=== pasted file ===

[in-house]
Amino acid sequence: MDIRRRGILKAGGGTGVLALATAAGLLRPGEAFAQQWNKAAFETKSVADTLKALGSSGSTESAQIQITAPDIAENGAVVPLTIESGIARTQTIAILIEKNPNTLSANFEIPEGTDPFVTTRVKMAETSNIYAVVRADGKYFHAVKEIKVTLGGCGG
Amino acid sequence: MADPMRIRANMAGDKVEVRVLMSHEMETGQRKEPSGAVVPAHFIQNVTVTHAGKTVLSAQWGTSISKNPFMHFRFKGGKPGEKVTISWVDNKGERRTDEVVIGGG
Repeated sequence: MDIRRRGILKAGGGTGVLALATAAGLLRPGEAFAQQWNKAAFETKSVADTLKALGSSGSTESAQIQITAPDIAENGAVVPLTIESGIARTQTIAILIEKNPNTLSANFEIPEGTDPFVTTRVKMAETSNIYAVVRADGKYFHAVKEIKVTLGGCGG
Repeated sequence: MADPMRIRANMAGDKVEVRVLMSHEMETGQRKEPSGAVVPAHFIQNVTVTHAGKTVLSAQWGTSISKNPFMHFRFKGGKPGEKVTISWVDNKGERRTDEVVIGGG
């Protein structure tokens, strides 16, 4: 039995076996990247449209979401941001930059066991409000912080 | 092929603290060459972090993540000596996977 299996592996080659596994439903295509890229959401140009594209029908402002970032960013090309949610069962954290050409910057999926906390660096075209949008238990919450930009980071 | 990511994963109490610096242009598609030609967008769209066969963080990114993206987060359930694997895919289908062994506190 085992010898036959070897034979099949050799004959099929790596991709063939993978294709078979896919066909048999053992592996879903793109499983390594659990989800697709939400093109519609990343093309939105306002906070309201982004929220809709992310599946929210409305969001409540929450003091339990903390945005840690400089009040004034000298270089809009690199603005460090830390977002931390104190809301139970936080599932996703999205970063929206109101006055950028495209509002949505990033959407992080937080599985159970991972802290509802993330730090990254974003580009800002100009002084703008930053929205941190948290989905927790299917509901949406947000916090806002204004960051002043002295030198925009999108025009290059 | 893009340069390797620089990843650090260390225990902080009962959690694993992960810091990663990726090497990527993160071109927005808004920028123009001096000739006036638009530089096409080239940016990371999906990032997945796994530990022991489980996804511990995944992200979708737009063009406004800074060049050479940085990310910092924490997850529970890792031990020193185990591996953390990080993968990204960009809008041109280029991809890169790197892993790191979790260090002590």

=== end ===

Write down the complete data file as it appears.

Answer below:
[in-house]
Amino acid sequence: MDIRRRGILKAGGGTGVLALATAAGLLRPGEAFAQQWNKAAFETKSVADTLKALGSSGSTESAQIQITAPDIAENGAVVPLTIESGIARTQTIAILIEKNPNTLSANFEIPEGTDPFVTTRVKMAETSNIYAVVRADGKYFHAVKEIKVTLGGCGG
Amino acid sequence: MADPMRIRANMAGDKVEVRVLMSHEMETGQRKEPSGAVVPAHFIQNVTVTHAGKTVLSAQWGTSISKNPFMHFRFKGGKPGEKVTISWVDNKGERRTDEVVIGGG
Repeated sequence: MDIRRRGILKAGGGTGVLALATAAGLLRPGEAFAQQWNKAAFETKSVADTLKALGSSGSTESAQIQITAPDIAENGAVVPLTIESGIARTQTIAILIEKNPNTLSANFEIPEGTDPFVTTRVKMAETSNIYAVVRADGKYFHAVKEIKVTLGGCGG
Repeated sequence: MADPMRIRANMAGDKVEVRVLMSHEMETGQRKEPSGAVVPAHFIQNVTVTHAGKTVLSAQWGTSISKNPFMHFRFKGGKPGEKVTISWVDNKGERRTDEVVIGGG
């Protein structure tokens, strides 16, 4: 039995076996990247449209979401941001930059066991409000912080 | 092929603290060459972090993540000596996977 299996592996080659596994439903295509890229959401140009594209029908402002970032960013090309949610069962954290050409910057999926906390660096075209949008238990919450930009980071 | 990511994963109490610096242009598609030609967008769209066969963080990114993206987060359930694997895919289908062994506190 085992010898036959070897034979099949050799004959099929790596991709063939993978294709078979896919066909048999053992592996879903793109499983390594659990989800697709939400093109519609990343093309939105306002906070309201982004929220809709992310599946929210409305969001409540929450003091339990903390945005840690400089009040004034000298270089809009690199603005460090830390977002931390104190809301139970936080599932996703999205970063929206109101006055950028495209509002949505990033959407992080937080599985159970991972802290509802993330730090990254974003580009800002100009002084703008930053929205941190948290989905927790299917509901949406947000916090806002204004960051002043002295030198925009999108025009290059 | 893009340069390797620089990843650090260390225990902080009962959690694993992960810091990663990726090497990527993160071109927005808004920028123009001096000739006036638009530089096409080239940016990371999906990032997945796994530990022991489980996804511990995944992200979708737009063009406004800074060049050479940085990310910092924490997850529970890792031990020193185990591996953390990080993968990204960009809008041109280029991809890169790197892993790191979790260090002590």